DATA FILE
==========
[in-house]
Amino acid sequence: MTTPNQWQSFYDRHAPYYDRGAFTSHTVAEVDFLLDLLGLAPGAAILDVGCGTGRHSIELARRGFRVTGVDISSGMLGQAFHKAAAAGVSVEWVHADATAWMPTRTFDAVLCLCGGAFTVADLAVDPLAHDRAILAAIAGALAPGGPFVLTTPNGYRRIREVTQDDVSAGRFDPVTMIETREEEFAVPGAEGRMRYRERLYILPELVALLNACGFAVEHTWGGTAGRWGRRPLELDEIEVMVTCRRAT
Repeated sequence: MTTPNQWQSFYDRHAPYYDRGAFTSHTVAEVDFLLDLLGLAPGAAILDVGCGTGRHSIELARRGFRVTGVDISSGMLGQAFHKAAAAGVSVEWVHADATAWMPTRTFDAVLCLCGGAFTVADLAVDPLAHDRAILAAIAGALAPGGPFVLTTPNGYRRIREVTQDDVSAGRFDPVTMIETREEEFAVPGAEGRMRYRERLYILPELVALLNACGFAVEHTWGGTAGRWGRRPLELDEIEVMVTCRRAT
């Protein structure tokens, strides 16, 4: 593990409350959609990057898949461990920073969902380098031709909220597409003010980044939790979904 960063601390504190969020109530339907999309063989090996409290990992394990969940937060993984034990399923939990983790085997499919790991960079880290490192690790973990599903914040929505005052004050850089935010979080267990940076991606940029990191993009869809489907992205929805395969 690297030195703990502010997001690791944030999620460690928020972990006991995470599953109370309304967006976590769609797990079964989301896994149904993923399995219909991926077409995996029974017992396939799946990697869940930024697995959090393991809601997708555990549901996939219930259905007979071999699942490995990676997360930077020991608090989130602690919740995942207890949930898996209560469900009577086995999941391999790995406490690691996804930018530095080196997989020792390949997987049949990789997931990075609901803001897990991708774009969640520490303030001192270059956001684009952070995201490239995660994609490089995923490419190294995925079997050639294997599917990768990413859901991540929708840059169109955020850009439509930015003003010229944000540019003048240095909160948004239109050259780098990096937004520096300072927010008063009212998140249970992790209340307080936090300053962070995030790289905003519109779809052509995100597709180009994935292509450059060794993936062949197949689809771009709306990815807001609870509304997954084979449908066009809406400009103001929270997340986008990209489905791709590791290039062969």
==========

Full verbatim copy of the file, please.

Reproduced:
[in-house]
Amino acid sequence: MTTPNQWQSFYDRHAPYYDRGAFTSHTVAEVDFLLDLLGLAPGAAILDVGCGTGRHSIELARRGFRVTGVDISSGMLGQAFHKAAAAGVSVEWVHADATAWMPTRTFDAVLCLCGGAFTVADLAVDPLAHDRAILAAIAGALAPGGPFVLTTPNGYRRIREVTQDDVSAGRFDPVTMIETREEEFAVPGAEGRMRYRERLYILPELVALLNACGFAVEHTWGGTAGRWGRRPLELDEIEVMVTCRRAT
Repeated sequence: MTTPNQWQSFYDRHAPYYDRGAFTSHTVAEVDFLLDLLGLAPGAAILDVGCGTGRHSIELARRGFRVTGVDISSGMLGQAFHKAAAAGVSVEWVHADATAWMPTRTFDAVLCLCGGAFTVADLAVDPLAHDRAILAAIAGALAPGGPFVLTTPNGYRRIREVTQDDVSAGRFDPVTMIETREEEFAVPGAEGRMRYRERLYILPELVALLNACGFAVEHTWGGTAGRWGRRPLELDEIEVMVTCRRAT
């Protein structure tokens, strides 16, 4: 593990409350959609990057898949461990920073969902380098031709909220597409003010980044939790979904 960063601390504190969020109530339907999309063989090996409290990992394990969940937060993984034990399923939990983790085997499919790991960079880290490192690790973990599903914040929505005052004050850089935010979080267990940076991606940029990191993009869809489907992205929805395969 690297030195703990502010997001690791944030999620460690928020972990006991995470599953109370309304967006976590769609797990079964989301896994149904993923399995219909991926077409995996029974017992396939799946990697869940930024697995959090393991809601997708555990549901996939219930259905007979071999699942490995990676997360930077020991608090989130602690919740995942207890949930898996209560469900009577086995999941391999790995406490690691996804930018530095080196997989020792390949997987049949990789997931990075609901803001897990991708774009969640520490303030001192270059956001684009952070995201490239995660994609490089995923490419190294995925079997050639294997599917990768990413859901991540929708840059169109955020850009439509930015003003010229944000540019003048240095909160948004239109050259780098990096937004520096300072927010008063009212998140249970992790209340307080936090300053962070995030790289905003519109779809052509995100597709180009994935292509450059060794993936062949197949689809771009709306990815807001609870509304997954084979449908066009809406400009103001929270997340986008990209489905791709590791290039062969």